It looks to me like it's a private halt for this particular house. But from the dress of the gentleman, it probably isn't for a wealthy upper-class household. This man must have worked for the railway in some capacity, and been important enough for trains to stop at his house.
Station masters houses were not necessarily at the station. Some of them could be a distance away.
 

John Webb

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Station masters houses were not necessarily at the station. Some of them could be a distance away.
I'd agree with this. The house shown in my post (#4 above), for example, is opposite the former station forecourt rather than adjacent to or part of the station buildings. I think from the uniform this is the stationmaster's house - the walkway leads down to a location where he can cross the further track and walk to the station platform, probably off to the left of the picture.
 

krus_aragon

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It was the presence of a wooden stage that threw me: why have a little stage for the house if the station platform is a few yards away? However, on closer examination of the track, there probably is a platform within a stone's throw.

Sadly I don't recognise the building, or know the presumed area well enough to offer specific suggestions.
 

Bevan Price

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It was the presence of a wooden stage that threw me: why have a little stage for the house if the station platform is a few yards away? However, on closer examination of the track, there probably is a platform within a stone's throw.

Sadly I don't recognise the building, or know the presumed area well enough to offer specific suggestions.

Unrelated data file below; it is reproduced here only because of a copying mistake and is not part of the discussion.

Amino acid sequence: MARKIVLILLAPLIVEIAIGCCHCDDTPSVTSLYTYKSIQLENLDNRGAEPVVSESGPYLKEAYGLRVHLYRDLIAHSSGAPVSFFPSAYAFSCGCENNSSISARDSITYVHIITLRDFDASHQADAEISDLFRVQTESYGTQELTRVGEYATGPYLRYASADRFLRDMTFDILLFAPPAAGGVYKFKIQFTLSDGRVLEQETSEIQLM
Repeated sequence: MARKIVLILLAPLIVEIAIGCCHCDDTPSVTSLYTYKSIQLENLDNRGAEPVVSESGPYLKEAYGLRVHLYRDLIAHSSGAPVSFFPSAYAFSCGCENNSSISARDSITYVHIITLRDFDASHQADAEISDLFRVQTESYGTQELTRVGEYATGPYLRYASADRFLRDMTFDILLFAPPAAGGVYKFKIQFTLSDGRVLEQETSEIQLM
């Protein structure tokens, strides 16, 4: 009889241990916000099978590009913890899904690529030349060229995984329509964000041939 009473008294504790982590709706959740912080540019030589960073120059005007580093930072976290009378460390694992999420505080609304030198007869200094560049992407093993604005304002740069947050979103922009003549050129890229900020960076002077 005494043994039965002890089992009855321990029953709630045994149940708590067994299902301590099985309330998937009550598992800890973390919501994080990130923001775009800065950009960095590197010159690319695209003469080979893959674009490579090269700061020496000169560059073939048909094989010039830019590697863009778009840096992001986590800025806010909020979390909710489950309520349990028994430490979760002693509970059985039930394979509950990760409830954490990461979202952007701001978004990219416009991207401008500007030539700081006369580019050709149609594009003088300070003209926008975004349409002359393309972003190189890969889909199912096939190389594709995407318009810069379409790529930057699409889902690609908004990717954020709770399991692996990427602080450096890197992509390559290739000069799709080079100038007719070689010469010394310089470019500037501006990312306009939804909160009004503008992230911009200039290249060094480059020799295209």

The wooden stage may have been used to drop off coal or other supplies for the house. And the track closest to the house might have been a siding -- many quite small stations used to have a goods siding or small freight yard.
 

6Gman

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The wooden stage may have been used to drop off coal or other supplies for the house. And the track closest to the house might have been a siding -- many quite small stations used to have a goods siding or small freight yard.
The wooden stage is intriguing as it seems to be at an angle to the track. There also seems to be something on it; not sure what - looks like a glass of milk to my old eyes ! :D
 

John Webb

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It was the presence of a wooden stage that threw me: why have a little stage for the house if the station platform is a few yards away? However, on closer examination of the track, there probably is a platform within a stone's throw.

Sadly I don't recognise the building, or know the presumed area well enough to offer specific suggestions.
The wooden stage may have been used to drop off coal or other supplies for the house. And the track closest to the house might have been a siding -- many quite small stations used to have a goods siding or small freight yard.
The staging is simply to take the footpath safely over the signal wires and point rods at the side of the track. The stationmaster could have to attend the station at any time of the day or night, the staging allowed him to do this without causing danger to himself or damage to the wires! Similar stagings can be seen in front of many signal boxes where the wires and point rods emerge from the box to allow safe access to and from the box.